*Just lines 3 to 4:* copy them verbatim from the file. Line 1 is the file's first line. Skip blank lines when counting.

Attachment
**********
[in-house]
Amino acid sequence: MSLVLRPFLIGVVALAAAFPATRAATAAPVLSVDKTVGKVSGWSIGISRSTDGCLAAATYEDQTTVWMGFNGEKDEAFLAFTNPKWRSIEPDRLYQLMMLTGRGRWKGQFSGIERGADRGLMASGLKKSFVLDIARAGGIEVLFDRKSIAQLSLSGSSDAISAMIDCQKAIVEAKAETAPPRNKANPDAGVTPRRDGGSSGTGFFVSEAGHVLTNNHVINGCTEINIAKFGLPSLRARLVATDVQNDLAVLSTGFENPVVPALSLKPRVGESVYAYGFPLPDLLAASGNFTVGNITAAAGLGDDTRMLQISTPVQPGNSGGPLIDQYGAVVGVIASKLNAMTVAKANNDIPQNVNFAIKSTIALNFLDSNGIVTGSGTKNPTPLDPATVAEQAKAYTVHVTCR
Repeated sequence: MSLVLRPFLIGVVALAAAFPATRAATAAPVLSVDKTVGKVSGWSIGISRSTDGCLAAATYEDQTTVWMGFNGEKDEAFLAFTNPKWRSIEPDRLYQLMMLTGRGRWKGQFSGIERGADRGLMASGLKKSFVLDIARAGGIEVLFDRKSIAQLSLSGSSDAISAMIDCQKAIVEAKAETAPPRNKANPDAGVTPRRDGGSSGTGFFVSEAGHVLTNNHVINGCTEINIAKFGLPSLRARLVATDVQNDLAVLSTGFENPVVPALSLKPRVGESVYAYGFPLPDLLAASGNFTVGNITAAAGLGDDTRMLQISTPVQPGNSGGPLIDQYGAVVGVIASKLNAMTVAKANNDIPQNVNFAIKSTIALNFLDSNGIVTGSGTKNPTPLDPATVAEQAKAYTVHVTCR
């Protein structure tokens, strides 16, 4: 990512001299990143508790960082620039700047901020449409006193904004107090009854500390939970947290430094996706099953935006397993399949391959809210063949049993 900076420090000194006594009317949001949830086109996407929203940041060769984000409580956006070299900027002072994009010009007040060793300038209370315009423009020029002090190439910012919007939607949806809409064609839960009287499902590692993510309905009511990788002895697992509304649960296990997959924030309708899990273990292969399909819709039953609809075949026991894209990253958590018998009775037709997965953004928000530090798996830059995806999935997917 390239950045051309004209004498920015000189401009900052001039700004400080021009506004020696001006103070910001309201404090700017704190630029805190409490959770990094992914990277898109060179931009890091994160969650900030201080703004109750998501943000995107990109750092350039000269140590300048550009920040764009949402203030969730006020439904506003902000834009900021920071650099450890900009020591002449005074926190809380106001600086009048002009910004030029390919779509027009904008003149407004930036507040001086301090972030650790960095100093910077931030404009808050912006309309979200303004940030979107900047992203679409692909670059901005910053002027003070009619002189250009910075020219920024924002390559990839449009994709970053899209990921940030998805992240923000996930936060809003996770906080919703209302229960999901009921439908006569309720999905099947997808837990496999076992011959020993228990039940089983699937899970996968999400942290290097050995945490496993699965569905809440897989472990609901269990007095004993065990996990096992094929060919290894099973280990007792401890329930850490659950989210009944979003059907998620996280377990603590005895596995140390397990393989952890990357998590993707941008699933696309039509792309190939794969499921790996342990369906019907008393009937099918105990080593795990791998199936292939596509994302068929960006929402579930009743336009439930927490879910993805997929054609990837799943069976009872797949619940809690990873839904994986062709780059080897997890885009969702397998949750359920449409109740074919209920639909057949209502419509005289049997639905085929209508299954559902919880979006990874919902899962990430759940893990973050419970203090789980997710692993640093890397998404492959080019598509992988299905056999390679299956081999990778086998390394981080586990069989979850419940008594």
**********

Repeated sequence: MSLVLRPFLIGVVALAAAFPATRAATAAPVLSVDKTVGKVSGWSIGISRSTDGCLAAATYEDQTTVWMGFNGEKDEAFLAFTNPKWRSIEPDRLYQLMMLTGRGRWKGQFSGIERGADRGLMASGLKKSFVLDIARAGGIEVLFDRKSIAQLSLSGSSDAISAMIDCQKAIVEAKAETAPPRNKANPDAGVTPRRDGGSSGTGFFVSEAGHVLTNNHVINGCTEINIAKFGLPSLRARLVATDVQNDLAVLSTGFENPVVPALSLKPRVGESVYAYGFPLPDLLAASGNFTVGNITAAAGLGDDTRMLQISTPVQPGNSGGPLIDQYGAVVGVIASKLNAMTVAKANNDIPQNVNFAIKSTIALNFLDSNGIVTGSGTKNPTPLDPATVAEQAKAYTVHVTCR
């Protein structure tokens, strides 16, 4: 990512001299990143508790960082620039700047901020449409006193904004107090009854500390939970947290430094996706099953935006397993399949391959809210063949049993 900076420090000194006594009317949001949830086109996407929203940041060769984000409580956006070299900027002072994009010009007040060793300038209370315009423009020029002090190439910012919007939607949806809409064609839960009287499902590692993510309905009511990788002895697992509304649960296990997959924030309708899990273990292969399909819709039953609809075949026991894209990253958590018998009775037709997965953004928000530090798996830059995806999935997917 390239950045051309004209004498920015000189401009900052001039700004400080021009506004020696001006103070910001309201404090700017704190630029805190409490959770990094992914990277898109060179931009890091994160969650900030201080703004109750998501943000995107990109750092350039000269140590300048550009920040764009949402203030969730006020439904506003902000834009900021920071650099450890900009020591002449005074926190809380106001600086009048002009910004030029390919779509027009904008003149407004930036507040001086301090972030650790960095100093910077931030404009808050912006309309979200303004940030979107900047992203679409692909670059901005910053002027003070009619002189250009910075020219920024924002390559990839449009994709970053899209990921940030998805992240923000996930936060809003996770906080919703209302229960999901009921439908006569309720999905099947997808837990496999076992011959020993228990039940089983699937899970996968999400942290290097050995945490496993699965569905809440897989472990609901269990007095004993065990996990096992094929060919290894099973280990007792401890329930850490659950989210009944979003059907998620996280377990603590005895596995140390397990393989952890990357998590993707941008699933696309039509792309190939794969499921790996342990369906019907008393009937099918105990080593795990791998199936292939596509994302068929960006929402579930009743336009439930927490879910993805997929054609990837799943069976009872797949619940809690990873839904994986062709780059080897997890885009969702397998949750359920449409109740074919209920639909057949209502419509005289049997639905085929209508299954559902919880979006990874919902899962990430759940893990973050419970203090789980997710692993640093890397998404492959080019598509992988299905056999390679299956081999990778086998390394981080586990069989979850419940008594």